Fiat Chrysler Automobiles and the French carmaker Renault are holding discussions about a possible alliance aimed at strengthening both companies’ competitiveness in Europe and other parts of the world, a person familiar with the matter said Saturday.
The talks are still in early stages and could still collapse, but they come amid significant technological and regulatory changes that are pressuring automakers and spurring some to join forces.
Ford Motor and Volkswagen recently agreed to work together in pickup trucks and commercial vans and are in talks about combining their efforts to develop self-driving cars.
The specifics of the discussions between Fiat Chrysler and Renault were unclear on Saturday. They could potentially combine operations in Europe, where the companies compete directly in small and midsize cars. One option could be developing the underpinnings of cars jointly and manufacturing vehicles in each other’s plants, both money-saving moves. Working together could also allow both companies to close plants.
In Europe, the two companies face tighter environmental regulations that are forcing carmakers to invest billions in electric vehicles and other new technologies that cut tailpipe emissions. Both are also struggling to gain ground in China, the world’s largest auto market, and have been slower than some rivals in developing autonomous vehicles.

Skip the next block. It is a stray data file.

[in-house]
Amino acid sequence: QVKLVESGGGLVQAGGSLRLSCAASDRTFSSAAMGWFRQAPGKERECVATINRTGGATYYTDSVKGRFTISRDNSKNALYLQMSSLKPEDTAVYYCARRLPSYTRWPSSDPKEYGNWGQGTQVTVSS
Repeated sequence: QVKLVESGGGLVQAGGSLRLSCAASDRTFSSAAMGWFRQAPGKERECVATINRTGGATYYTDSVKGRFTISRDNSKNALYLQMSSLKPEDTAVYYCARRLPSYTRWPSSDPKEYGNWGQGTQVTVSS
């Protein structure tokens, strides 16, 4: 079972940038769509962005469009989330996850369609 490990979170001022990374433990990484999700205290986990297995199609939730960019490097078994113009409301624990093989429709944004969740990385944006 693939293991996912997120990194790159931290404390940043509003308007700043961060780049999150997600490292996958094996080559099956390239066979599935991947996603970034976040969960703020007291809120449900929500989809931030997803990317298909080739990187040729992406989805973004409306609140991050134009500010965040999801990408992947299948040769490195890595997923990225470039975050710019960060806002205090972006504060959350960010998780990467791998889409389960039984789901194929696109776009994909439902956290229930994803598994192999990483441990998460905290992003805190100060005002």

Renault officials declined to comment.
An alliance with Fiat Chrysler could give Renault access to the US market, where it currently has no presence. It was not clear how Nissan, Renault’s partner of nearly 20 years, would fit into a tie-up with Fiat Chrysler.
Renault needs Nissan, the dominant performer in the alliance, to continue contributing to Renault financially as the French automaker’s performance slips in Europe.
Carlos Ghosn, the former chief executive of both Renault and Nissan, had sought to tie the two companies more closely by floating the idea of a merger or the creation of a joint holding company to face stiffening market competition.
But the ties between the companies have frayed since November, when Ghosn was arrested and charged with financial wrongdoing in Japan, then ousted from his posts by both companies.
2019 New York Times News Service